Arms control as theater

''We're offering the most sweeping arms control proposals in history, from reducing nuclear arms to banning chemical weapons.'' President Ronald ReaganRadio broadcast (April 7, 1984)

With so many arms limitation offers and initiatives by both superpowers over the past 21/2 years, one is bound to ask why there hasn't been more solid accomplishment.

The current negotiating scene is reminiscent of the 1940s and '50s, when the United States, the Soviet Union, and their allies clogged the United Nations calendar with proposals and counterproposals and the airwaves with rhetoric. Yet , not a single agreement on weapons of mass destruction was signed and ratified until the 1959 Antarctic Treaty. That was more an outgrowth of scientific cooperation during the International Geophysical Year than of security negotiations.

Following the Antarctic Treaty, there was steady progress: the Hot-Line Agreement; treaties for a Limited Nuclear Test Ban, Outer Space, Nuclear Non-Proliferation, Seabed Arms Control, a Latin American nuclear-weapons-free zone; the Anti-Ballistic Missile Treaty and the companion Interim Offensive Weapons Agreement (SALT I); treaties to limit atmospheric nuclear tests; a convention on inhumane weapons (as yet unratified by the US); and the 1979 SALT II Treaty which improved offensive limits in Salt I.

Accompanying this were agreements on provocative incidents at sea, measures to reduce the risk of and prevent nuclear war, and limitations on environmental modification and biological and toxin weapons, as well as talks on radiological, chemical, and antisatellite weapons and on mutual and balanced force reductions (MBFR). Of these initiatives MBFR remains.

What distinguishes the years between 1959 and 1979 is that arms control was seriously pursued as an essential component of Western security policy. Before and afterward, however, superpower security negotiations have been treated as media theater, a public relations game designed to woo popular opinion but not to advance security or manage the nuclear dilemma.

The hallmarks of arms control as theater are publicly announced proposals that seem equitable but leave out relevant categories of forces, frequent new negotiating initiatives, dramatic gestures such as walking out of talks, press conferences, and media events to describe the serious commitment of one's own side and the stubborn unwillingness of the other to negotiate seriously.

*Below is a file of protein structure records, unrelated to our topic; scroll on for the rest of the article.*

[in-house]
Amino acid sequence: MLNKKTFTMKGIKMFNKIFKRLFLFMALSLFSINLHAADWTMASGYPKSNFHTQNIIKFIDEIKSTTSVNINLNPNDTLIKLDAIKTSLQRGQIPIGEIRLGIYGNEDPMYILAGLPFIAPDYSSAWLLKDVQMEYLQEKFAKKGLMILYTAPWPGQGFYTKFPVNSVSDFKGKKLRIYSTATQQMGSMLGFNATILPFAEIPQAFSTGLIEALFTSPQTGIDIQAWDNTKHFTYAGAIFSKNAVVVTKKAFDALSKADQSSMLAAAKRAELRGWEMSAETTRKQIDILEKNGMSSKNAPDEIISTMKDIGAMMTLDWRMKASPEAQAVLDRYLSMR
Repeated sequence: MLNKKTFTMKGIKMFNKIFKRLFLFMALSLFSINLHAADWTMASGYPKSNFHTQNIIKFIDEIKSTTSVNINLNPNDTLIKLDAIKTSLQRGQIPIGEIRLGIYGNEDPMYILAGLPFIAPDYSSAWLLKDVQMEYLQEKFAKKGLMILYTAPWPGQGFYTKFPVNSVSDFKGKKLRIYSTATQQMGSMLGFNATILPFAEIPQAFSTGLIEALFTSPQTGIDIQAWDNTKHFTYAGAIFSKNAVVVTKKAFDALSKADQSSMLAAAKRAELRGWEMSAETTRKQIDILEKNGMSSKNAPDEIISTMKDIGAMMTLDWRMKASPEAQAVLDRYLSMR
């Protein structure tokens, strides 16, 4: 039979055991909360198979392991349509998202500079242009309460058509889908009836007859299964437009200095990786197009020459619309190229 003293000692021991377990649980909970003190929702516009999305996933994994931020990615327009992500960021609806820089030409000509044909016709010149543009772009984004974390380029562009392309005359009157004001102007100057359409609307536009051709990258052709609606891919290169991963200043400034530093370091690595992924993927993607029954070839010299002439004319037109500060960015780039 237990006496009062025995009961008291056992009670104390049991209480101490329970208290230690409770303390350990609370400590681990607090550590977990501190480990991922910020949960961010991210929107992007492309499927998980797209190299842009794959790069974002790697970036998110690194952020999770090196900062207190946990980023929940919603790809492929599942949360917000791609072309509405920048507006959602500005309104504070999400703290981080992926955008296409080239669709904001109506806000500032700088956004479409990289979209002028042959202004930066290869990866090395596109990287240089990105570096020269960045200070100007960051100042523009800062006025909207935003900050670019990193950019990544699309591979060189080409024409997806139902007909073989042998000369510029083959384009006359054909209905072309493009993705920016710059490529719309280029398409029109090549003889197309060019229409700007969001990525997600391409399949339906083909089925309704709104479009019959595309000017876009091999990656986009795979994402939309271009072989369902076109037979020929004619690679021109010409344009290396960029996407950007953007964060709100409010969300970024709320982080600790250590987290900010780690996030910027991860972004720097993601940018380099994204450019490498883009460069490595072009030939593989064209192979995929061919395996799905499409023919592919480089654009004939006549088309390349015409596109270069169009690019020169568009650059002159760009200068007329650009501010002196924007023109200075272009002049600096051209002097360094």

Serious negotiations, on the other hand, are characterized by minimum comment on proposals, progress, or the character of either side's negotiating position and tactics; by regular talks conducted without fanfare; and by proposals based on experience in prior discussion.

In the 1940s and '50s the US at first enjoyed a monopoly on nuclear weapons and then a margin of superiority. Today, the US is in a position of uneasy parity, facing a Soviet Union with a vastly improved military-technological base - as underscored by the latest edition of the Defense Department's ''Soviet Military Power'' - and with an unabated determination not to play second fiddle to the US in long- or medium-range nuclear forces.

Now both are on the threshold of a new era in military technology. We will soon see intercontinental ballistic missiles yield to so-called low-observables - supersonic cruise missiles configured with signature-reducing or ''stealth'' technology. We will move from the militarization to the weaponization of space. The changing technology of command and control - its greater speed and automaticity - will provide a potential powder trail for igniting nuclear conflict, rather than constraining it.

In these conditions the imperatives for serious security negotiations acquire greater urgency. Always supportive of arms limitation, Western countries are more concerned than ever to constrain the nuclear menace. But they do not know what that means concretely and this plays to demagoguery on the left and right.

Nuclear arms limitation cannot be achieved by offers that seek to constrain an adversary's forces without reciprocal restraint, that aim primarily at prying from Congress the funding for an accelerated arms competition and that are designed, fundamentally, to shift the onus for the failure of negotiations to the other party. Yet that has been the character of recent US proposals for limiting both nuclear and chemical weapons.

Meanwhile, US security continues to decline from this debasing of the currency of arms control.

William H. Kincade is executive director of the private Arms Control Association in Washington, D.C. The views expressed are his own.

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